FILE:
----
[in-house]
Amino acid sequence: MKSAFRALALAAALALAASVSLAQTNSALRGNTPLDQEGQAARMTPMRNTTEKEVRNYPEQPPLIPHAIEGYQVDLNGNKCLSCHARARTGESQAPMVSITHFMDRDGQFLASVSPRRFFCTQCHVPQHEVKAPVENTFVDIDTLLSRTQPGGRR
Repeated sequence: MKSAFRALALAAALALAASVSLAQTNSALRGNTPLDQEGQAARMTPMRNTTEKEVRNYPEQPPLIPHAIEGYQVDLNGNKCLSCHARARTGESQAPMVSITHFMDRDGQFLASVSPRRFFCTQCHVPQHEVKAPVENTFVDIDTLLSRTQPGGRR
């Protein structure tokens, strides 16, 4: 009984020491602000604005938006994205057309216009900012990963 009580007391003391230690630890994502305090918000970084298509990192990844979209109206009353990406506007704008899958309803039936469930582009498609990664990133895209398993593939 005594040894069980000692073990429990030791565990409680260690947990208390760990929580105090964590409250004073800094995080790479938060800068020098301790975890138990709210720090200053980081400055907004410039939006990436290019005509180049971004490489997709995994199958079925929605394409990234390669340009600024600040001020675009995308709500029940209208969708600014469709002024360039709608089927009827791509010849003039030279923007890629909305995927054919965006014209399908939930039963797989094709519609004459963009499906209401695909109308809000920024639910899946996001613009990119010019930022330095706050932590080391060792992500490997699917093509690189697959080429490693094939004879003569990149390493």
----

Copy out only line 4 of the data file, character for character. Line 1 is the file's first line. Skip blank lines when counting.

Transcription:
């Protein structure tokens, strides 16, 4: 009984020491602000604005938006994205057309216009900012990963 009580007391003391230690630890994502305090918000970084298509990192990844979209109206009353990406506007704008899958309803039936469930582009498609990664990133895209398993593939 005594040894069980000692073990429990030791565990409680260690947990208390760990929580105090964590409250004073800094995080790479938060800068020098301790975890138990709210720090200053980081400055907004410039939006990436290019005509180049971004490489997709995994199958079925929605394409990234390669340009600024600040001020675009995308709500029940209208969708600014469709002024360039709608089927009827791509010849003039030279923007890629909305995927054919965006014209399908939930039963797989094709519609004459963009499906209401695909109308809000920024639910899946996001613009990119010019930022330095706050932590080391060792992500490997699917093509690189697959080429490693094939004879003569990149390493």